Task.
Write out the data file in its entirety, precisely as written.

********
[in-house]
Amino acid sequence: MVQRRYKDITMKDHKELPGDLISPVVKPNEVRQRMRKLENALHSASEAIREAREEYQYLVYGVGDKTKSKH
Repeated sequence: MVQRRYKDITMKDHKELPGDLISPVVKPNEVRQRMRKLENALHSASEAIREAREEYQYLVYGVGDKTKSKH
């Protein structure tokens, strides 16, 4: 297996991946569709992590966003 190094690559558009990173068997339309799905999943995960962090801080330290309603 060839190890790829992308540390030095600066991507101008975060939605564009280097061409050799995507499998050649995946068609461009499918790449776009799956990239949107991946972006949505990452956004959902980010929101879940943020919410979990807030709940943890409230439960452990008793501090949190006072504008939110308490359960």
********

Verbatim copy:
[in-house]
Amino acid sequence: MVQRRYKDITMKDHKELPGDLISPVVKPNEVRQRMRKLENALHSASEAIREAREEYQYLVYGVGDKTKSKH
Repeated sequence: MVQRRYKDITMKDHKELPGDLISPVVKPNEVRQRMRKLENALHSASEAIREAREEYQYLVYGVGDKTKSKH
């Protein structure tokens, strides 16, 4: 297996991946569709992590966003 190094690559558009990173068997339309799905999943995960962090801080330290309603 060839190890790829992308540390030095600066991507101008975060939605564009280097061409050799995507499998050649995946068609461009499918790449776009799956990239949107991946972006949505990452956004959902980010929101879940943020919410979990807030709940943890409230439960452990008793501090949190006072504008939110308490359960």